On Friday a French policeman stood in line to greet President François Hollande and Prime Minister Manuel Valls, who were visiting the town of Mantes la Jolie to pay their respects to the two police officials brutally murdered by a jihadist on Monday.
But as Hollande and Valls held out their hands, the police officer boldly refused to oblige.
He later told a French TV station that he simply couldn’t shake hands with the head of state because he was too angry about the lack of resources given to officers.
Police union leaders told The Local however that the defiant act was not a sign of a growing rift between the state and police, just a demonstration of the pressure they are under and the raw emotion after recently losing two colleagues to a bloodthirsty 25-year-old jihadist.
“People need to understand we are experiencing a moment of extreme emotion,” Stanislas Gaudon from the police union Alliance told The Local.
“We can understand the reaction of this policeman, even if the president and the Prime Minister had come to pay homage and show support.
“This officer experiences the problems we face on a daily basis and there are issues at every police station in France," he said.
Since the murder of three police officers during the January terror attacks of 2015 the forces of law and order have been on the front line in the battle against terror.
The grave danger they faced was viciously made clear during the stabbing to death of Jean-Baptiste Salvaing and his partner Jessica Schneider.
“We are worried about our safety,” said Gaudon. “We know we will be attacked again but we don’t know where or when."
Police officers expect to face danger while they are on their shift but they also expect to be able to retreat from the firing line during their time off. Not anymore it seems.
“These things can happen sometimes when we are on the job but this was a savage attack at home, it’s on another level," said Gaudon.
Dealing with the complex terror threat alone would be a challenge enough for the French police force, but that’s not all they have on their plate right now, far from it.
Hundreds of officers have been policing the borders since the November attacks and every major event like the Cannes Film Festival or the COP 21 climate conference have required massive amounts of policing.
And now there’s Euro 2016, which has placed them in the firing line of a minority of bottle hurling, drunken England fans, Russian hooligans and some local ultras intent on provoking a fight.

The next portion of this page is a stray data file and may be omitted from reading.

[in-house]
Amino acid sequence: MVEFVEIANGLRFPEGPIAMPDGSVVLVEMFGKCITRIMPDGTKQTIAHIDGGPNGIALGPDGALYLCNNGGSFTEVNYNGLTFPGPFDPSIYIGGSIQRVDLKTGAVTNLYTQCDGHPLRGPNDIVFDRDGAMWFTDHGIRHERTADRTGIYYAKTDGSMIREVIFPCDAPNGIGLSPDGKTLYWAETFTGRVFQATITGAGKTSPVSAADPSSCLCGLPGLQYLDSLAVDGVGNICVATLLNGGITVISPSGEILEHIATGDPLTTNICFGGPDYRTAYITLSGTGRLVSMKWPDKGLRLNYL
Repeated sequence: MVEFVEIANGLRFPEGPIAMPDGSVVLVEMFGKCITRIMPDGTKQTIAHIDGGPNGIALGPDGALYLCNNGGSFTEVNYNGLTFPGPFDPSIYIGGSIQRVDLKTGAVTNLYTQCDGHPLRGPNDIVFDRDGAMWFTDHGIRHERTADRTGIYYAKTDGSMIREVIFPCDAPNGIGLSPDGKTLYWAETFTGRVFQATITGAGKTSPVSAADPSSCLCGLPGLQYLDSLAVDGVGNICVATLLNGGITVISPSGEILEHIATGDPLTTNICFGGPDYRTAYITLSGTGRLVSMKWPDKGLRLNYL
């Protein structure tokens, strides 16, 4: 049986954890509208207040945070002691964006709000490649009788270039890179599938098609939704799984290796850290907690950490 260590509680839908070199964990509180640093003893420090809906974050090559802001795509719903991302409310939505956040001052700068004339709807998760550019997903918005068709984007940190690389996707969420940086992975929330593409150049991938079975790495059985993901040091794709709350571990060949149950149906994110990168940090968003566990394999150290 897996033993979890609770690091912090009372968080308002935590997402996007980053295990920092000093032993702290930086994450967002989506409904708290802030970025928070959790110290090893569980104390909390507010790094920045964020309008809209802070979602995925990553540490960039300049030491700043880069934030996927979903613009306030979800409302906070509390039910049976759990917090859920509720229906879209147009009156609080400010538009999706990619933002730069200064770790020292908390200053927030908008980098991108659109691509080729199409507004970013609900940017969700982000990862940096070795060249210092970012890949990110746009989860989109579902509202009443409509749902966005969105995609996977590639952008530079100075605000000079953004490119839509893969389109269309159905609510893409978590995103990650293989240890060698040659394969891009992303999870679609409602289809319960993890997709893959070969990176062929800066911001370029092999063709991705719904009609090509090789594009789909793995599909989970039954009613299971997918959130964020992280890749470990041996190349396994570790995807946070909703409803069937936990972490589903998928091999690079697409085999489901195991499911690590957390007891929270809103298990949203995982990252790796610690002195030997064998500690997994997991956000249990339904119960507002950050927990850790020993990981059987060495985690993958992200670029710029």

Then there’s the hardcore French rioters, who during recent anti-labour law protests over the last three months, have left some 600 officers injured, including 200 in last Tuesdays demo that was considered the most violent of them all.
Yet there appears more trouble ahead. More protests are planned and the Tour de France and the national Bastille Day celebration on July 14th are just around the corner.
“The police are still motivated," said Gaudon. "We are still doing what we are asked, but we are tied. We have 1,500 officers on duty for a football match at Euro 2016 and we still have to do our daily job of policing and making sure areas like airports and train stations are secure.
“There’s no respite. And this is putting the security of the French people in peril.”
Perhaps the French police would feel a little better if they sensed they had the support of the public, but in a sign of how bad things have become, police were forced to hold their own street demo against "anti-cop hatred" last month.
A police car was burned while they gathered to call for support.
Gaudon says the government is listening to their concerns. They have persuaded the ministry of interior to let them carry their arms whilst off duty, permanently and they are also hoping to change the law to guarantee the anonymity of police in legal proceedings.
“It is up to the government to protect us,” he added.
He also said the CGT union need to demonstrate support for the police instead of publishing posters alluding to police brutality.
“They need to take charge of their own protesters,” he said.
And a message to those England fans who have reacted aggressively to some of the police’s tactics.
“I don’t want to talk about blame, but it’s clear that the massive amount of alcohol they consume is going to lead to problems," he said.
“Euro 2016 is supposed to be a festive occasion. They need to take responsibility.”